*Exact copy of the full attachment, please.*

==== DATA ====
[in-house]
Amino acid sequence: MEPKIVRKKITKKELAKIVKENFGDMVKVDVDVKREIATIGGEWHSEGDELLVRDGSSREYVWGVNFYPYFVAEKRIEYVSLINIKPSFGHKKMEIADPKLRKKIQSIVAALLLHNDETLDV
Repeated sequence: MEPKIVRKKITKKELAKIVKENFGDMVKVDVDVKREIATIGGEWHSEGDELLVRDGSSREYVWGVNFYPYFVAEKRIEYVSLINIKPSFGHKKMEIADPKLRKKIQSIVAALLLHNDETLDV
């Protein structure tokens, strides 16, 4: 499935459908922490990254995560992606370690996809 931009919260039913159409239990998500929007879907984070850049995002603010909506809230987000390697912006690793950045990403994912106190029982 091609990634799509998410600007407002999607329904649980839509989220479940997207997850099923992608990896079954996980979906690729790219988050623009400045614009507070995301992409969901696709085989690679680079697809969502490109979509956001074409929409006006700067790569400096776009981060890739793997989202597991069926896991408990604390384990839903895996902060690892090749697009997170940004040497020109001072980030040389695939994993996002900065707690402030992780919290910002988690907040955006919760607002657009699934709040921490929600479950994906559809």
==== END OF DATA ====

[in-house]
Amino acid sequence: MEPKIVRKKITKKELAKIVKENFGDMVKVDVDVKREIATIGGEWHSEGDELLVRDGSSREYVWGVNFYPYFVAEKRIEYVSLINIKPSFGHKKMEIADPKLRKKIQSIVAALLLHNDETLDV
Repeated sequence: MEPKIVRKKITKKELAKIVKENFGDMVKVDVDVKREIATIGGEWHSEGDELLVRDGSSREYVWGVNFYPYFVAEKRIEYVSLINIKPSFGHKKMEIADPKLRKKIQSIVAALLLHNDETLDV
């Protein structure tokens, strides 16, 4: 499935459908922490990254995560992606370690996809 931009919260039913159409239990998500929007879907984070850049995002603010909506809230987000390697912006690793950045990403994912106190029982 091609990634799509998410600007407002999607329904649980839509989220479940997207997850099923992608990896079954996980979906690729790219988050623009400045614009507070995301992409969901696709085989690679680079697809969502490109979509956001074409929409006006700067790569400096776009981060890739793997989202597991069926896991408990604390384990839903895996902060690892090749697009997170940004040497020109001072980030040389695939994993996002900065707690402030992780919290910002988690907040955006919760607002657009699934709040921490929600479950994906559809």